China ferrous futures gain on rising industrial metals consumption

BEIJING, March 18 (Reuters) - Chinese ferrous futures rose on Thursday, lifted by rising consumption of industrial metals while concerns about steel output curbs also underpinned prices.

“Steel products inventory had shown the turning point and downstream demand is picking up,” Huatai Futures analysts said in a note, referring to a drop in stockpiles this week.

Recent market talks on “carbon neutrality” and “production curbs” also fuelled prices from the supply side, they added.

Construction steel rebar on the Shanghai Futures Exchange , for May delivery, gained 1.3% to 4,799 yuan ($738.85) a tonne by 0330 GMT.

Hot rolled coil futures, used in the manufacturing sector, increased 1.1% to 5,004 yuan per tonne.

Shanghai stainless steel futures were almost flat at 13,945 yuan a tonne.

Steel prices were supported by rising raw material prices as futures on the Dalian Commodity Exchange also gained.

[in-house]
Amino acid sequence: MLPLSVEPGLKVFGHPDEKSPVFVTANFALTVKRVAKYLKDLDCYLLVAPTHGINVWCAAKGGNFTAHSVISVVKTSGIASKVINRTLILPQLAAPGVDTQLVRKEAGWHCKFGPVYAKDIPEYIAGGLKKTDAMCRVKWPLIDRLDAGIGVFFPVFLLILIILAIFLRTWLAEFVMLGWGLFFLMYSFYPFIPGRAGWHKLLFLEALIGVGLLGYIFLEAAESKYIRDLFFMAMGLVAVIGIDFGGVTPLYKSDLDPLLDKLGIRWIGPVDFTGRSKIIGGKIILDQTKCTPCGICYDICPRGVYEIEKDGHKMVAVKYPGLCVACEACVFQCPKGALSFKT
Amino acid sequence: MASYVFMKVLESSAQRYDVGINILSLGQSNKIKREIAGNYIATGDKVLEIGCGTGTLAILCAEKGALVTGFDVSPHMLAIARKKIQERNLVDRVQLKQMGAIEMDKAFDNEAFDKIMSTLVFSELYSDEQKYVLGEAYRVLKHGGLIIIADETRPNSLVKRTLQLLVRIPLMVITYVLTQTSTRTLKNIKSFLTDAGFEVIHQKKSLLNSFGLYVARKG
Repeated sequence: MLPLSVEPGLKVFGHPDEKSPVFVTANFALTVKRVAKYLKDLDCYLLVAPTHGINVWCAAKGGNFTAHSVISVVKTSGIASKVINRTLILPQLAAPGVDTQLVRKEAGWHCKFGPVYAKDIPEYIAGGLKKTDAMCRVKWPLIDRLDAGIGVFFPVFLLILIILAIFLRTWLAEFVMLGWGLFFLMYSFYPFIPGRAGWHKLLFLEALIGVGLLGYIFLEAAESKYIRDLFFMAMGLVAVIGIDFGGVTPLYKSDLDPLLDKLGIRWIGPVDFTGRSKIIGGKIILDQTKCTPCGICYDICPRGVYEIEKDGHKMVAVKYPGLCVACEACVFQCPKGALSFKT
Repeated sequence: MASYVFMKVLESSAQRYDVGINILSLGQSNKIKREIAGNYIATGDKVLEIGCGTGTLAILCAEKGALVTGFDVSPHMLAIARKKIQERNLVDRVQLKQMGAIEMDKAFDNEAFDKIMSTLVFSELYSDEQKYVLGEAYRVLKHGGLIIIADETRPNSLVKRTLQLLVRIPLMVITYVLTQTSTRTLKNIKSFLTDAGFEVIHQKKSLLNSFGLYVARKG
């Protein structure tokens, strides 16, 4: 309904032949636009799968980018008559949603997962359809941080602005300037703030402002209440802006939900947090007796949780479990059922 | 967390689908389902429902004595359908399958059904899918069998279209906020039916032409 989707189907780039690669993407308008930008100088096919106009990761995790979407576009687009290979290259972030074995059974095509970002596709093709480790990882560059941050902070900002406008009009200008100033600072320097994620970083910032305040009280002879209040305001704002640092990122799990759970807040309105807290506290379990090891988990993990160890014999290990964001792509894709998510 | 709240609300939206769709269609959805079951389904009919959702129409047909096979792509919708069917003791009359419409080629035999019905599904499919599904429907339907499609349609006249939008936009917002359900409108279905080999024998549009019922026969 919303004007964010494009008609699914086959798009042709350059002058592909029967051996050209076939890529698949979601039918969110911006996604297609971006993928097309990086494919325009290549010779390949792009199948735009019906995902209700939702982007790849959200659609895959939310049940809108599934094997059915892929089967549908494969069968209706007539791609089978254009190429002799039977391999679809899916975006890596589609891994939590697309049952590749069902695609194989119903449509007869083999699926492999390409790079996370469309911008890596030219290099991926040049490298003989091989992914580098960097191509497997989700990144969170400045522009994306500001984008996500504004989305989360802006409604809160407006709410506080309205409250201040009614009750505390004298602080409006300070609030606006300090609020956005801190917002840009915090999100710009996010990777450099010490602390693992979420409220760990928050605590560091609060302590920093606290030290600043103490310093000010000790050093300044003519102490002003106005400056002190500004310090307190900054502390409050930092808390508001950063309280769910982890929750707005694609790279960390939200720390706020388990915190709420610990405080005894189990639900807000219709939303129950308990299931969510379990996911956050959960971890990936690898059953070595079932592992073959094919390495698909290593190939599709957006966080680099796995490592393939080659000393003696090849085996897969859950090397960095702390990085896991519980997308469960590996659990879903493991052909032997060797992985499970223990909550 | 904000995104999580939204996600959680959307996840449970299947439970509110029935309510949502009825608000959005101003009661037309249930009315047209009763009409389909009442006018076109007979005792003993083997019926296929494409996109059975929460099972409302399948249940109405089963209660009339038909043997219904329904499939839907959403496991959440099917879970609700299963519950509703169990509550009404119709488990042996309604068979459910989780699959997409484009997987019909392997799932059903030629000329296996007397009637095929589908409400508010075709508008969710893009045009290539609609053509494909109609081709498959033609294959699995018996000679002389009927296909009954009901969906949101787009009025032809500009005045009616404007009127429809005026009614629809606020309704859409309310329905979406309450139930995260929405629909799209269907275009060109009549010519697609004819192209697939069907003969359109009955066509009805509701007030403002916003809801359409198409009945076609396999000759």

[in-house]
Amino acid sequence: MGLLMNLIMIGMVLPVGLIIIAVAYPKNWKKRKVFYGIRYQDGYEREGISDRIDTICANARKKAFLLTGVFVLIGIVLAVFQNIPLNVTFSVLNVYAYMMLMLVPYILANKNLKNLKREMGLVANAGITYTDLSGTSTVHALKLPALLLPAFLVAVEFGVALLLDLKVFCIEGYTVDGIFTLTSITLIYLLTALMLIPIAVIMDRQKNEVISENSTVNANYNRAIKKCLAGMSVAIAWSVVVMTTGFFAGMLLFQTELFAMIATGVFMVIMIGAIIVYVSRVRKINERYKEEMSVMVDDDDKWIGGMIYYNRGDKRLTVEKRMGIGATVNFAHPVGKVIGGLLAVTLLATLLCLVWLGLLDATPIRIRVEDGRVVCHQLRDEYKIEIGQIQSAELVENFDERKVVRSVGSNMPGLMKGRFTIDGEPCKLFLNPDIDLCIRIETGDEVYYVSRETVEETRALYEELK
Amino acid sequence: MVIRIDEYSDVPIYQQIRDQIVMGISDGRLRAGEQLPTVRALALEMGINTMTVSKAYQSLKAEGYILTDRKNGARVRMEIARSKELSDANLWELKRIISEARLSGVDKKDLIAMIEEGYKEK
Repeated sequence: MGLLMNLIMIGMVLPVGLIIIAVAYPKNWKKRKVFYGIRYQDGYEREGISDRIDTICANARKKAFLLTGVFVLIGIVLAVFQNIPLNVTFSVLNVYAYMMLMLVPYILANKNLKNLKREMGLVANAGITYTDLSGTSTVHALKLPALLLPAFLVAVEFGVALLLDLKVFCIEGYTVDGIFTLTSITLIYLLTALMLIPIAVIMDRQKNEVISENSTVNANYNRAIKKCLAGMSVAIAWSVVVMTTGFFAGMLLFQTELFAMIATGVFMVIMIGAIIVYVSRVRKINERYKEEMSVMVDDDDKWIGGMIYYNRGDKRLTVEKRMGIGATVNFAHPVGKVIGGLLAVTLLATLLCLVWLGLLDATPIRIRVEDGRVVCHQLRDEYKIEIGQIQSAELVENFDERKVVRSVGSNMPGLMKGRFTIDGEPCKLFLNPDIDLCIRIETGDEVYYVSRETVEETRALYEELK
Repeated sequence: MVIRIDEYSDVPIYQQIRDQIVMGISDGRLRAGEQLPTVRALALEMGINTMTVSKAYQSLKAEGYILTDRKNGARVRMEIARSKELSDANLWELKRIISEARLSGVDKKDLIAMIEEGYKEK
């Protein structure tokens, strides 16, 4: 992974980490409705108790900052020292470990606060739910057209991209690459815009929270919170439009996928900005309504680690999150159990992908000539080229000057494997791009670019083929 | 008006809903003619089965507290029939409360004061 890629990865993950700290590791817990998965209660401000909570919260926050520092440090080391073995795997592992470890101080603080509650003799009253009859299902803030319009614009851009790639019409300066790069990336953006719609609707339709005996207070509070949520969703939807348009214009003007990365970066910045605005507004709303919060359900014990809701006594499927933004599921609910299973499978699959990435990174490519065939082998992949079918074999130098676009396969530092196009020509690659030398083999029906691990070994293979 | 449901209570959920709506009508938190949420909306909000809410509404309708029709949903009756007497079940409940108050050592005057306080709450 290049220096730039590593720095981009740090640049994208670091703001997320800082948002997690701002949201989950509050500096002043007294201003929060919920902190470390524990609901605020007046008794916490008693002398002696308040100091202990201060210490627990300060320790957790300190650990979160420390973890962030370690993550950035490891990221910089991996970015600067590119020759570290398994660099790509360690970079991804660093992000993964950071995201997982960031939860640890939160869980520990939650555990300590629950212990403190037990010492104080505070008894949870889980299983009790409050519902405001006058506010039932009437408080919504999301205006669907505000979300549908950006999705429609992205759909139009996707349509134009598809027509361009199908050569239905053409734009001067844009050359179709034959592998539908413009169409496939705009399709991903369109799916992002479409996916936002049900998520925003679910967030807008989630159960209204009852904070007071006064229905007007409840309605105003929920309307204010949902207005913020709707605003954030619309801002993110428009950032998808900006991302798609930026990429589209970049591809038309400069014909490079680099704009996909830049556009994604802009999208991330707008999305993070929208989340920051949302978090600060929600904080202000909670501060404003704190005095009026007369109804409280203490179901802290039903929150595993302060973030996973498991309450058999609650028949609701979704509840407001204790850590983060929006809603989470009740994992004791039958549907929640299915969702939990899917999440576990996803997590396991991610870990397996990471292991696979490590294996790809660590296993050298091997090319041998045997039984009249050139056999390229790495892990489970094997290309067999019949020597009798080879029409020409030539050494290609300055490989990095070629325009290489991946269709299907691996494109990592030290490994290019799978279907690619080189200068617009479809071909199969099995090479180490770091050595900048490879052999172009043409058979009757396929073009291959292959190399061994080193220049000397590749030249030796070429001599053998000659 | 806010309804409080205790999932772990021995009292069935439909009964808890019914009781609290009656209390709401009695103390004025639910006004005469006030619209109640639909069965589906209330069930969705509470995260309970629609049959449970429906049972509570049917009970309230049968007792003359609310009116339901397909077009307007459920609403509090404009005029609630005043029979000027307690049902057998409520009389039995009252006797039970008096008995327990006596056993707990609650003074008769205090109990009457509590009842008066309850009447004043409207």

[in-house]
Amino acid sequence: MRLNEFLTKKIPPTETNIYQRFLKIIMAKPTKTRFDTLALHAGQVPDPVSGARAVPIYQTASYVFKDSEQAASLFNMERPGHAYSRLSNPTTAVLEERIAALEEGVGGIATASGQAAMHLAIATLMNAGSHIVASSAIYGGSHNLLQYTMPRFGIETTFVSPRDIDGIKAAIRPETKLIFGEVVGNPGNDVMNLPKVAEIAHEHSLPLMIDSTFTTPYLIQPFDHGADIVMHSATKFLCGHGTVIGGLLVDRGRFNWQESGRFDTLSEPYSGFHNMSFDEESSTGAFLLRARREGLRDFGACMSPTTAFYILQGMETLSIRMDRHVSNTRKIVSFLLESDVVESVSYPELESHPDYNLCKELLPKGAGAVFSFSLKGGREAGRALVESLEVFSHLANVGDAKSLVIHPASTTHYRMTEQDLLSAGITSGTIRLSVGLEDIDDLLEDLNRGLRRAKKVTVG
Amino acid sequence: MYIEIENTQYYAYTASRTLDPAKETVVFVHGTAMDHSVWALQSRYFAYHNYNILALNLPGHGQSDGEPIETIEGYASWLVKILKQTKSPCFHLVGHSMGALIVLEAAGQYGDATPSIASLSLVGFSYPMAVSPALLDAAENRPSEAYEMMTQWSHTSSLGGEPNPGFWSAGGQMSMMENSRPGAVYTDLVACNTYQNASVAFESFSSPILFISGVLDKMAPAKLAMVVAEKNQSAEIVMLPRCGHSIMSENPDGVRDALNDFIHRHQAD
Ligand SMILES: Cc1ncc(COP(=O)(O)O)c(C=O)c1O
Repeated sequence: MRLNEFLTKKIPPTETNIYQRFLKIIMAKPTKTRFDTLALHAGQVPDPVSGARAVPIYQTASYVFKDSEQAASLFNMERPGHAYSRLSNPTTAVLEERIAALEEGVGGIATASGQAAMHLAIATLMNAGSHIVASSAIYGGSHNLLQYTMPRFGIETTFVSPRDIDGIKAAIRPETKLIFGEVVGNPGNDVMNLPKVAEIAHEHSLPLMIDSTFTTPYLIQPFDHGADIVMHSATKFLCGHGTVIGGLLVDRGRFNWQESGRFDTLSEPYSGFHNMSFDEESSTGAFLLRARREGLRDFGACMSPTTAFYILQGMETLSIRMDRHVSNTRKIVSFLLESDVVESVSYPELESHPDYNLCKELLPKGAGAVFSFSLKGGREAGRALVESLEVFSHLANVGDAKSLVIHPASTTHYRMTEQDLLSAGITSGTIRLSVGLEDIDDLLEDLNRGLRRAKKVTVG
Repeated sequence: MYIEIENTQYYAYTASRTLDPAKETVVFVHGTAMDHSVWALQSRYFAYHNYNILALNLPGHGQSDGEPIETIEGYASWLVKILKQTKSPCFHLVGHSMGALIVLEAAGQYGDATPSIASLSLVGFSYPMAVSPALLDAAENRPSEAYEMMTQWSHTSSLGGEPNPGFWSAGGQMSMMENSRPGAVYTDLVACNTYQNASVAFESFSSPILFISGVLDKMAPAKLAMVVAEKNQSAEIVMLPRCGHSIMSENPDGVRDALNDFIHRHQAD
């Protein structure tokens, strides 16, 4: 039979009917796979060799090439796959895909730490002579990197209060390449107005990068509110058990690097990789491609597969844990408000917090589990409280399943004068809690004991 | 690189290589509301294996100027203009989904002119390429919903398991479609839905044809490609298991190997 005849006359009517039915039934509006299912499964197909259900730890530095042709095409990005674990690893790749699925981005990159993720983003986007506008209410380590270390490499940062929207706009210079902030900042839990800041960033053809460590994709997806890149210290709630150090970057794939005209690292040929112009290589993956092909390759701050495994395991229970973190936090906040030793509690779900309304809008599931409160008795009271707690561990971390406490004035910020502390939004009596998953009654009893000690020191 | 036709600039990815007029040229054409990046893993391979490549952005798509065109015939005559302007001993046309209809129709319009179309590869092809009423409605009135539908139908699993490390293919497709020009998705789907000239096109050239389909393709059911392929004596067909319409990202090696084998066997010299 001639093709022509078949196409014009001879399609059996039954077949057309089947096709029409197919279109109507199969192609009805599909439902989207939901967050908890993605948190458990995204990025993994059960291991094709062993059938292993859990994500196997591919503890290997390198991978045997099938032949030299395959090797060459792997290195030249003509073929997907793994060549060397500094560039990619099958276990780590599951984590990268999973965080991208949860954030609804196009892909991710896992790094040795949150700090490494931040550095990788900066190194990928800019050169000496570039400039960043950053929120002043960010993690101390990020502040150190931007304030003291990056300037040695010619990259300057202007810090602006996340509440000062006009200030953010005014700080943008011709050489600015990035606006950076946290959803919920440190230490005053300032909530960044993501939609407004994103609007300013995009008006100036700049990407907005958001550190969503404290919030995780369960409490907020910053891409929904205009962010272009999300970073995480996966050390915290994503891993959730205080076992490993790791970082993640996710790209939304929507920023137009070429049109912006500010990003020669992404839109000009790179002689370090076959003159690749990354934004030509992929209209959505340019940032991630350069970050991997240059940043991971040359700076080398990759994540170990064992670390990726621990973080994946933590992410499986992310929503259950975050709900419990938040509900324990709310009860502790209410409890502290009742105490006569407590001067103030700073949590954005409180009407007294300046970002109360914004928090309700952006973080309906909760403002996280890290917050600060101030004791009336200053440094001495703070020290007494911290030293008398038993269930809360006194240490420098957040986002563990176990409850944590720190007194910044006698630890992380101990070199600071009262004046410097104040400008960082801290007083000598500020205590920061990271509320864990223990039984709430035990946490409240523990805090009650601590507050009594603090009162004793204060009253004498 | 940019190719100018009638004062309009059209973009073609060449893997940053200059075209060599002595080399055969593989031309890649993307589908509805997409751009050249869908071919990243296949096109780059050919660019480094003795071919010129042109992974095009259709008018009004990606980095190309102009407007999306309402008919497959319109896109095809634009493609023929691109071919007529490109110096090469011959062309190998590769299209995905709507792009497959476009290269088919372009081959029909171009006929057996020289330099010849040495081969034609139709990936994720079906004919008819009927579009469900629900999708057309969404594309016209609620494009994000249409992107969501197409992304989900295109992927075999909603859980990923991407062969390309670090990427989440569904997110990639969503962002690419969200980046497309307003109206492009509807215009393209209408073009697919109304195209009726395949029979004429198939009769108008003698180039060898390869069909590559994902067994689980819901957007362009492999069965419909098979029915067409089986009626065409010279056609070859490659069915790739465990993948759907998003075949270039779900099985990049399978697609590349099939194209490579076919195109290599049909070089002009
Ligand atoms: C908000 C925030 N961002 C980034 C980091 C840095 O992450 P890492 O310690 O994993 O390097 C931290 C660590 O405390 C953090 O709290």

Dalian coking coal inched up 0.5% to 1,577 yuan and coke jumped 2.3% to 2,331 yuan per tonne.

Benchmark iron ore futures on the Dalian bourse rose 2.1% to 1,086 yuan a tonne.

Huatai Futures however warned that with carbon emission controls and overall crude steel output-cut plan, iron ore consumption could fall.

Spot 62% iron ore prices stood at $166 a tonne on Wednesday SH-CCN-IRNOR62, data from SteelHome consultancy showed.


* Morgan Stanley said anti-pollution measures in China’s top steelmaking city of Tangshan could be the beginning of “major” iron ore market headwinds, potentially taking it from a significant deficit to balance.

* Brazil’s February steel sales rose by 20.9% to 1.88 million tonnes from a year ago, according to trade group Aço Brasil.

* ArcelorMittal will offer green certificates to customers willing to pay a premium for low-carbon steel as it also launched a fund to support breakthrough technologies to curb carbon emissions from steelmaking.

$1 = 6.4952 Chinese yuan Reporting by Min Zhang and Dominique Patton; Editing by Subhranshu Sahu